Sunday, June 2, 2013

Audrey Hepburn was a Great and Good Woman


Audrey Hepburn grew up in Arnhem during the Nazi occupation of the Netherlands in World War II. Though her mother was the Baroness Ella van Heemstra, her family nearly starved to death during the war.  Her uncle was tortured and murdered by the Nazis. Her brother was repeatedly beaten and tortured as well. After her immensely successful career in Hollywood, Audrey dedicated the last years of her life to UNICEF. During her travels through some of the most impoverished areas of the world her entourage constantly warned her against hugging and holding the sick and dying, including AIDS, Malaria and Cholera patients. She ignored those warnings. Like Princess Diana she knew what was right and actually believed in what she said.

When interviewed by Phil Donahue, she spoke of meeting a little girl in sub-Saharan Africa who knew of the tradition of presenting a bouquet of flowers to important guests. Unfortunately, the only growing thing in the semi-arid desert in which she lived was weeds. She proudly presented Audrey a bouquet of weeds. Audrey had a photograph of that gift framed and had it hung on her living room wall.
Phil also asked her if she harbored any ill will against Germans considering her wartime experiences. She said no, the war was over and ended as it should. Germany had returned to the right course and she had visited the country without fear or trepidation.

It may strike some people as odd, but when I think of Princess Diana I think of Rudyard Kipling's poem, "If", written for his son Jack.  It seems to me, that logic dictates that this wonderful poem should apply equally to boys or girls. And it certainly applies to everyone in this post.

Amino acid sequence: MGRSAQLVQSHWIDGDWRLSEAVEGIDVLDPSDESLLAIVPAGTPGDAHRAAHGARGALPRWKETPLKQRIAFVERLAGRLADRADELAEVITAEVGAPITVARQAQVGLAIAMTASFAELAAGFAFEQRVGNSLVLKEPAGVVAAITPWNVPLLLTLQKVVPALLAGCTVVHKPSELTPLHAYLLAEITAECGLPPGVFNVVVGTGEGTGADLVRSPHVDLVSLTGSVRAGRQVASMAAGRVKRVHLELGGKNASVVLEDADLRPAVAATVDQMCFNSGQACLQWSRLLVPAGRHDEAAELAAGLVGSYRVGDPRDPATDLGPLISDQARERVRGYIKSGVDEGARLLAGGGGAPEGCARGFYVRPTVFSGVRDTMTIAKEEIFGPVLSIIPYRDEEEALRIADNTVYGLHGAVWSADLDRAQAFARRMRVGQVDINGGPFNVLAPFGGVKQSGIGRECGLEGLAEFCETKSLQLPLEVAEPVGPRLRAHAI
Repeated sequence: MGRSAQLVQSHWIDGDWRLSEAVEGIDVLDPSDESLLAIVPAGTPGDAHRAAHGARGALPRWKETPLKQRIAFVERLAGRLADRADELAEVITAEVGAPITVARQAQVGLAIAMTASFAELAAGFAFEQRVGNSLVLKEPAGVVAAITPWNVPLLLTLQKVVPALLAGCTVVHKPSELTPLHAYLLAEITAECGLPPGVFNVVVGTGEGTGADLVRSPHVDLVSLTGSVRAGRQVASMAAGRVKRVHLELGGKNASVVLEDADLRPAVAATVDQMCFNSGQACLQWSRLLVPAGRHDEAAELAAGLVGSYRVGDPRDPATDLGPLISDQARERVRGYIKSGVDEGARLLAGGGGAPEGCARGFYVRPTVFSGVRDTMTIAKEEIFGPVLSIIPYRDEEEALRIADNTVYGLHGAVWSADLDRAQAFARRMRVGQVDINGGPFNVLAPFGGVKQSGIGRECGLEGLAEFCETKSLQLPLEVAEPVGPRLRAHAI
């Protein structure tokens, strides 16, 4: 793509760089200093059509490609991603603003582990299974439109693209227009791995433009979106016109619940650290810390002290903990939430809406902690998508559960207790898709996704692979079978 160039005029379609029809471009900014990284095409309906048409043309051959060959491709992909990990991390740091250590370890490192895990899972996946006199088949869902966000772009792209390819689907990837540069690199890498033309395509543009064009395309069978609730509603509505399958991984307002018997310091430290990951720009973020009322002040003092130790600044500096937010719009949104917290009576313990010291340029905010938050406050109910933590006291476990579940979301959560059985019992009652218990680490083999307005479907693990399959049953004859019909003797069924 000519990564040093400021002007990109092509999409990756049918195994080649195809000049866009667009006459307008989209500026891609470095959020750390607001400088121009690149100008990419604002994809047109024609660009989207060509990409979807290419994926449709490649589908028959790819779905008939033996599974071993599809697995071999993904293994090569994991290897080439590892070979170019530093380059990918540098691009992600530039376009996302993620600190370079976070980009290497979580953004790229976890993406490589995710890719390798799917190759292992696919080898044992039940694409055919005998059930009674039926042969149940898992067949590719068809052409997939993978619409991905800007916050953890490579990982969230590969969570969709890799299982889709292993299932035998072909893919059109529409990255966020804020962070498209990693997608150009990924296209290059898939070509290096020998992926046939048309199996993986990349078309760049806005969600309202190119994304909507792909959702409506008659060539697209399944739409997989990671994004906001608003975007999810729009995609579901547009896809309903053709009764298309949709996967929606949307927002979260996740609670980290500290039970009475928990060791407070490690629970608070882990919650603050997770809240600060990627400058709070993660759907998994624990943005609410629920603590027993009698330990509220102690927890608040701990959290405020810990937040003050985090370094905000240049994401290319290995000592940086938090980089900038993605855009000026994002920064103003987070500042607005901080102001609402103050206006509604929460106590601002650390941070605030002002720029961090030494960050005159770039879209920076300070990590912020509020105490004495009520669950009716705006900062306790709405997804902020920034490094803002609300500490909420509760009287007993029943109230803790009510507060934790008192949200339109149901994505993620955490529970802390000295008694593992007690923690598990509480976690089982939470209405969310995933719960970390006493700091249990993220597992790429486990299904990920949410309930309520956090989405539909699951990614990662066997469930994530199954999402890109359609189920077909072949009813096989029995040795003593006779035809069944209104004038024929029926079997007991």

If by Rudyard Kipling 
If you can talk with crowds and keep your virtue,
Or walk with Kings—nor lose the common touch,
If neither foes nor loving friends can hurt you,
If all men count with you, but none too much;
If you can fill the unforgiving minute
With sixty seconds’ worth of distance run,
Yours is the Earth and everything that’s in it,
And—which is more—you’ll be a man, my son!

Rudyard Kipling Nobel Prize Winner in Literature

Jack Kipling, to whom the poem was dedicated by his father, is third from right in the back row at St. Aubyn's School in Sussex, England(1909).
And again, second from right, middle row.
Jack Kipling, in a photo taken right before the Battle of Loos(1915), WWI. Jack had originally been turned down for service because of his extreme nearsightedness. Jack begged his father to pull strings so he could fight in the war.  He was killed six weeks after enlisting. His grave has never been found.

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